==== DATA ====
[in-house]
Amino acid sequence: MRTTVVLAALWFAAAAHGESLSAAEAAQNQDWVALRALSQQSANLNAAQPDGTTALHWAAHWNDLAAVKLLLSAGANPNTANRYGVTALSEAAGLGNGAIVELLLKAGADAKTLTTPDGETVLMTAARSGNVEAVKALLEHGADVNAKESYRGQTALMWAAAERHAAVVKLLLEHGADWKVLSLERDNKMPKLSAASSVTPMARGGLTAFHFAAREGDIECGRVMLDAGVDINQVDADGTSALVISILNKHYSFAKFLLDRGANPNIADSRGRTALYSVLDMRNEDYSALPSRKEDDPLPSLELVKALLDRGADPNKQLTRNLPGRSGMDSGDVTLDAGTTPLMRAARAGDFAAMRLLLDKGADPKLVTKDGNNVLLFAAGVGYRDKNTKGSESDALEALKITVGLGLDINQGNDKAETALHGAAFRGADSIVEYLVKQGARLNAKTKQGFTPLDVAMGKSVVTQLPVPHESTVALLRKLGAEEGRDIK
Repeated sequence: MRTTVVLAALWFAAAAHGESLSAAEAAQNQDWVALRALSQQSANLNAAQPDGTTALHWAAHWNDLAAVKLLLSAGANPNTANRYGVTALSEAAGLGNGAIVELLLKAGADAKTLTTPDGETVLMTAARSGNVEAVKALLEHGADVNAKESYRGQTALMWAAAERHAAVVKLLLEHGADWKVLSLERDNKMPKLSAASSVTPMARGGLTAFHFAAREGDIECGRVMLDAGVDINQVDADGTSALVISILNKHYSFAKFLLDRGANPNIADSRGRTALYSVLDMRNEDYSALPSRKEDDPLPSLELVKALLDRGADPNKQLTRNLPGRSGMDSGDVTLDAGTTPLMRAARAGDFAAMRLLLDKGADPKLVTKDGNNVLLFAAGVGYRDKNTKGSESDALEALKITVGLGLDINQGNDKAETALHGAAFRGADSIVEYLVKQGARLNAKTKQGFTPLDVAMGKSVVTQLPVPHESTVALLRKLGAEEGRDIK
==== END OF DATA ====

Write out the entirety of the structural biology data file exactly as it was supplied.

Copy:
[in-house]
Amino acid sequence: MRTTVVLAALWFAAAAHGESLSAAEAAQNQDWVALRALSQQSANLNAAQPDGTTALHWAAHWNDLAAVKLLLSAGANPNTANRYGVTALSEAAGLGNGAIVELLLKAGADAKTLTTPDGETVLMTAARSGNVEAVKALLEHGADVNAKESYRGQTALMWAAAERHAAVVKLLLEHGADWKVLSLERDNKMPKLSAASSVTPMARGGLTAFHFAAREGDIECGRVMLDAGVDINQVDADGTSALVISILNKHYSFAKFLLDRGANPNIADSRGRTALYSVLDMRNEDYSALPSRKEDDPLPSLELVKALLDRGADPNKQLTRNLPGRSGMDSGDVTLDAGTTPLMRAARAGDFAAMRLLLDKGADPKLVTKDGNNVLLFAAGVGYRDKNTKGSESDALEALKITVGLGLDINQGNDKAETALHGAAFRGADSIVEYLVKQGARLNAKTKQGFTPLDVAMGKSVVTQLPVPHESTVALLRKLGAEEGRDIK
Repeated sequence: MRTTVVLAALWFAAAAHGESLSAAEAAQNQDWVALRALSQQSANLNAAQPDGTTALHWAAHWNDLAAVKLLLSAGANPNTANRYGVTALSEAAGLGNGAIVELLLKAGADAKTLTTPDGETVLMTAARSGNVEAVKALLEHGADVNAKESYRGQTALMWAAAERHAAVVKLLLEHGADWKVLSLERDNKMPKLSAASSVTPMARGGLTAFHFAAREGDIECGRVMLDAGVDINQVDADGTSALVISILNKHYSFAKFLLDRGANPNIADSRGRTALYSVLDMRNEDYSALPSRKEDDPLPSLELVKALLDRGADPNKQLTRNLPGRSGMDSGDVTLDAGTTPLMRAARAGDFAAMRLLLDKGADPKLVTKDGNNVLLFAAGVGYRDKNTKGSESDALEALKITVGLGLDINQGNDKAETALHGAAFRGADSIVEYLVKQGARLNAKTKQGFTPLDVAMGKSVVTQLPVPHESTVALLRKLGAEEGRDIK